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Tom said in July 27th, 2010 at 7:25 pm

Wow. But I guess this isn’t that surprising. I keep hearing about other printed news publications having hard times.

I think this is just a signpost on the road marking the end of many printed publications. With the advent of the net, bringing you instant news, and handheld devices like the ipad, I can’t see a bright future for them. But then I so see a bright future for ipad like devices. OH! did you see that the US Copyright office said that users can legally alter their ipad and iphone devices (AKA Jailbreaking) without breaking any laws? So you can jailbreak your iphone to run apps that apple has banned (like google voice) or even sign up with some other carrier!

I think Apple has become the new Microsoft in terms of being an electronic dictator surpressing our freedoms.

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Jermaine said in July 27th, 2010 at 9:16 pm

The journalist training in me is screaming inside that content is being covered by advertising. But the truth is in dire times extreme methods need to be taken. I just think that the million-plus USA Today received from Jeep may have saved jobs and kept the newspaper in publication – or put off the inevitable. One or the other. Normally I would cringe at the thought of advertising taking precedence over news content but when that news content is written by journalists (who are underpaid already) who need jobs, who have bills, and who need the money, I can’t really argue with that.

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Ralph Braseth said in July 27th, 2010 at 9:41 pm

There is no journalism without money. If front page advertising pays reporters, it’s a slam dunk. In the age of newspaper desperation there is no such thing as sacred space.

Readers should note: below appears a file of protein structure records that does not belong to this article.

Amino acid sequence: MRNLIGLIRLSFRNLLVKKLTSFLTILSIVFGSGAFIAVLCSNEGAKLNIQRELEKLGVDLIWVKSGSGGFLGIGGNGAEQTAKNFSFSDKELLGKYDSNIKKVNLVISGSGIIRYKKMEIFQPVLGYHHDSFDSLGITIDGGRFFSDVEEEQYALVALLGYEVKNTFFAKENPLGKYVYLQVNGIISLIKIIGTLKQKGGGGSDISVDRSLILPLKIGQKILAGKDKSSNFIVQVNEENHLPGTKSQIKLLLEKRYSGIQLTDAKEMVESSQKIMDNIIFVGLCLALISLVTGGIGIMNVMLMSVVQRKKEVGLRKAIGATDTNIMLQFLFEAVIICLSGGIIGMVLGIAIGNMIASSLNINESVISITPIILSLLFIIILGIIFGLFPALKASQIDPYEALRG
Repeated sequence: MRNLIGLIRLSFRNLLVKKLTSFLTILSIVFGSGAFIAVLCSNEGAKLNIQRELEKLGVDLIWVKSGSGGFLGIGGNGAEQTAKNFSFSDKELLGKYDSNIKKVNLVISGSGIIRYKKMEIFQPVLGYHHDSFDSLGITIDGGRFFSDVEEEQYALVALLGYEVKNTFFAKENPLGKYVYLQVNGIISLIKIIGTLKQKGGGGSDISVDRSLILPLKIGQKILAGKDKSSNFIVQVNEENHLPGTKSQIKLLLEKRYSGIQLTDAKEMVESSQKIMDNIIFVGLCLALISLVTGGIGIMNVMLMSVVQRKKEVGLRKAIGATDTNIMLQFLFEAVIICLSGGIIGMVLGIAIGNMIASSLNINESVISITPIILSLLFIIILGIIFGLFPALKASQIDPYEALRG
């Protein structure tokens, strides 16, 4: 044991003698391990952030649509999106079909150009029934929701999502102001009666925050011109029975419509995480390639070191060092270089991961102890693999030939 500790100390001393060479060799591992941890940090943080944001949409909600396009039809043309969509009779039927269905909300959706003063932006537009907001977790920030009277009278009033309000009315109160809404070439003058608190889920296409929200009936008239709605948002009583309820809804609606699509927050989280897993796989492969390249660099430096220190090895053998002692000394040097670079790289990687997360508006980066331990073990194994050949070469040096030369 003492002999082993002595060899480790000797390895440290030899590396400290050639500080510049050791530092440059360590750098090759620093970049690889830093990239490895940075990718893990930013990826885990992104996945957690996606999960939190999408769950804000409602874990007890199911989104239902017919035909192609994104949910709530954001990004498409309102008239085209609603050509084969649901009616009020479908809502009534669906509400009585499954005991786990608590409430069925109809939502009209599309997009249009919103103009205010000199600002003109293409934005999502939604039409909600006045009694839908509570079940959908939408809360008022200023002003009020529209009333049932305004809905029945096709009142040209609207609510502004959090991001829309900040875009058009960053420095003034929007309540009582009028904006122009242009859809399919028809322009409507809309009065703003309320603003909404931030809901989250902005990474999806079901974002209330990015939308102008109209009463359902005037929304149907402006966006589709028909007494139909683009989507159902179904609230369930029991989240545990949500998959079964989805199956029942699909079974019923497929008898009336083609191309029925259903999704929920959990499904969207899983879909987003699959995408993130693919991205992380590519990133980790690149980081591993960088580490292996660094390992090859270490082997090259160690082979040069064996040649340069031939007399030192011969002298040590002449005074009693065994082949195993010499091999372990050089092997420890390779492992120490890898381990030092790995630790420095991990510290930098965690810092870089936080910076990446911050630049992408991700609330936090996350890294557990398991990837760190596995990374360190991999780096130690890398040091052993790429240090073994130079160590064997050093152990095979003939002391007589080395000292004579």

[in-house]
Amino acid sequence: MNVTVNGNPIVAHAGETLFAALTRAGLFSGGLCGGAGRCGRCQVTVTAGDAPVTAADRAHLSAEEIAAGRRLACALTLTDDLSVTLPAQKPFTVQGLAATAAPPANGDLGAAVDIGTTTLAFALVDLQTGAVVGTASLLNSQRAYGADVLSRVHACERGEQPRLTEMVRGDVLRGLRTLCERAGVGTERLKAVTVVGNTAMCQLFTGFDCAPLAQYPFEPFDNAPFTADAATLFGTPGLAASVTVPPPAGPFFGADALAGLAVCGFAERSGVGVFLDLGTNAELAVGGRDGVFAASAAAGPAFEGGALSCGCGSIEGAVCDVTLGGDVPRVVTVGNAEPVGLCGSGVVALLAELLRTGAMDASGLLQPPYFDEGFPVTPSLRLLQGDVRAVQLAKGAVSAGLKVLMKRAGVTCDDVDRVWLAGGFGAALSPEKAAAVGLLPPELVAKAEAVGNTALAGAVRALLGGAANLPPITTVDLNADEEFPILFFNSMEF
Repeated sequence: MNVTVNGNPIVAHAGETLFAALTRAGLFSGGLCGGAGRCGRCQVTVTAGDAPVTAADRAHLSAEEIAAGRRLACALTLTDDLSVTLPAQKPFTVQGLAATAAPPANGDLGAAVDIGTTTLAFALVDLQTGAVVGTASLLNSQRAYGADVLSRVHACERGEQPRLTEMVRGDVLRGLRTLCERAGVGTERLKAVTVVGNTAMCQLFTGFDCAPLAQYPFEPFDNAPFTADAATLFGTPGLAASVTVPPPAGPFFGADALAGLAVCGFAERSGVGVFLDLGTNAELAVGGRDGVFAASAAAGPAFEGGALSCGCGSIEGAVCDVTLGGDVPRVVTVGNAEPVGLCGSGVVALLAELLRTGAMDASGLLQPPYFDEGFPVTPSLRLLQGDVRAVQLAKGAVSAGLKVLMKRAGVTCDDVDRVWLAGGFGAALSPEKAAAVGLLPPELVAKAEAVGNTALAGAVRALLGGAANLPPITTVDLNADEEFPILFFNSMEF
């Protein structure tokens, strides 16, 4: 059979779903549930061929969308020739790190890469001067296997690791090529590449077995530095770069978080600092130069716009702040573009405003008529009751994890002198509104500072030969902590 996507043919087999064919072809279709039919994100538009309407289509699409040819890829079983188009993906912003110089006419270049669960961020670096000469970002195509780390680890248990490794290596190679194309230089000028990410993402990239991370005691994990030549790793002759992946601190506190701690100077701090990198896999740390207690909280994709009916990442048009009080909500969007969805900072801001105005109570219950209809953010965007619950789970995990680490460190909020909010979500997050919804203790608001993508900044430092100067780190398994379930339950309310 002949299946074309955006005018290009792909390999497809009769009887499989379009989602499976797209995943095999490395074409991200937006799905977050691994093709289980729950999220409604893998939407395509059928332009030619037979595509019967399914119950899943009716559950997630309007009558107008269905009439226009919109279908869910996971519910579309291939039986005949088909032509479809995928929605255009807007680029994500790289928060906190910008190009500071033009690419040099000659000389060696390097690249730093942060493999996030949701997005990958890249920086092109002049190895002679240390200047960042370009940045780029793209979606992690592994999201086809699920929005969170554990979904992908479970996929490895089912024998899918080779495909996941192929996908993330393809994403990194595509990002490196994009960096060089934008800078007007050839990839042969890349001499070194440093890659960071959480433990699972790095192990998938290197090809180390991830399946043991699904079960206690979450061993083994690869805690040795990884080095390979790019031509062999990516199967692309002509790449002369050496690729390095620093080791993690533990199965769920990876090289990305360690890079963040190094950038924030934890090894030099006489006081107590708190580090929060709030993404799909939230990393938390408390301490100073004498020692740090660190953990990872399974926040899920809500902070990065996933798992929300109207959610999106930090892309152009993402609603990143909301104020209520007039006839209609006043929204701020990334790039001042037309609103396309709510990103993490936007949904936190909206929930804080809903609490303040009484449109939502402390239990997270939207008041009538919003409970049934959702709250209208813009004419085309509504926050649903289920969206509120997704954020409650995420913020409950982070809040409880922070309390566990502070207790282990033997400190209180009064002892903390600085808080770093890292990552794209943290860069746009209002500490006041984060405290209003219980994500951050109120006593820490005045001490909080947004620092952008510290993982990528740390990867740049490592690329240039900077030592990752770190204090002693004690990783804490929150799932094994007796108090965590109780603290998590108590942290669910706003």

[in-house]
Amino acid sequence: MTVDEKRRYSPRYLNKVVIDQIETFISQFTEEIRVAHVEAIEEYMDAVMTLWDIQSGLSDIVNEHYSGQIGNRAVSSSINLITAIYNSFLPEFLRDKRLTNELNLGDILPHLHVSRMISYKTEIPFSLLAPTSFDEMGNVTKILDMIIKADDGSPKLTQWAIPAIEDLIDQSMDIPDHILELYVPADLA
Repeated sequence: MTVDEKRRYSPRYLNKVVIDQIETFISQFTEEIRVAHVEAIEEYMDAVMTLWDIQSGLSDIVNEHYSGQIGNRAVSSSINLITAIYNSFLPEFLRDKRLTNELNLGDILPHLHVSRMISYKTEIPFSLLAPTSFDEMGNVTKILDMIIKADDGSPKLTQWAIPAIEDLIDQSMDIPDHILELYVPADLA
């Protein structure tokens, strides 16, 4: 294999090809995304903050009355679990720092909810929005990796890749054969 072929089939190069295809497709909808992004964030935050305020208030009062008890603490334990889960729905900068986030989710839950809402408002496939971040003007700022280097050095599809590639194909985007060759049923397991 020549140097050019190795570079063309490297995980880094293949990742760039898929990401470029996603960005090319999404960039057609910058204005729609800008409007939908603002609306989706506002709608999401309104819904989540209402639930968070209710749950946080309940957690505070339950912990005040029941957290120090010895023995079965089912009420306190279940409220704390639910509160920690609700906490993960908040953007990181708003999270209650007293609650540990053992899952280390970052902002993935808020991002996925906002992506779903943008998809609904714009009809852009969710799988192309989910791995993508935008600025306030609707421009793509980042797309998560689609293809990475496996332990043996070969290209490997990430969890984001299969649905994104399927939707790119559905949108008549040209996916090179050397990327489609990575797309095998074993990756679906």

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Rima said in July 27th, 2010 at 9:43 pm

I’m inclined to agree. Even if it “feels” wrong to us trained journalists, it’s just an ad. As Ralph says, there is no sacred space.

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Miranda L. said in July 27th, 2010 at 10:00 pm

I think it shouldn’t become a permanent thing. Maybe for a while but I still feel like a paper isn’t a paper without a front page headline. That being said, I feel the quality of what articles make front page has declined and is further cheapened by overwhelming ad space.

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smycynek said in July 27th, 2010 at 10:36 pm

I can say this. Many people might not have strong feelings about USA Today, Jeep, or the formal or academic definition of “journalistic integrity.”

Also, many of us are capitalists who might not even oppose a free-market move like this.

However, I guess what worries me is that this is just one of many symptoms of people doing things they might not normally do in a better economy. In the past week, I noticed that the health food / smoothie store in my neighborhood was replaced with a “Cash for Gold” shop.

I *like* my health food smoothies, but the instant economic gratification of “cash for gold” trumps it according to the masses.

So, overall, I guess I’d have to say that USA Today has every right to do this, but I’m disappointed that they’re in a position, like many of us are, where this is tempting, and there may be more temptations down the road that don’t go by as smoothly.

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sheenabarnett said in July 28th, 2010 at 8:55 am


it breaks my heart to see it.

but…i am a reporter. i’m a reporter who works paycheck to paycheck. every time my paycheck runs out (which is, since the recession, every pay period), i have to find money elsewhere. lately, i’ve been pulling from my little bit of vacation savings. i don’t really see things getting any better in terms of pay for reporters, though.
it breaks my heart to have to pull from my little bit of savings, and it breaks my heart to see advertising on the front page of any paper. but, desperate times, eh?

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Brandon said in July 28th, 2010 at 9:02 am

One of my fears is once we open this door, it will remain this way. Once something has been established as acceptable, even if it is a short term fix, it is hard to return to old ways (or, in many cases, to move beyond that). Then again, whether we choose to believe it, many magazines may as well be advertisements for fashion designer x or product y. I guess magazines could do the same thing by slapping some product names up there and making some easy money.

Will it save jobs? Perhaps. Will these be the jobs of good journalists saved? I can’t say. My hope is that is the case. But I think this is only a temporary fix to a long term problem. Newspapers are in the process of a great transformation and evolution. I suppose we will all have to take a page from the billboard industry and “Watch this space.”

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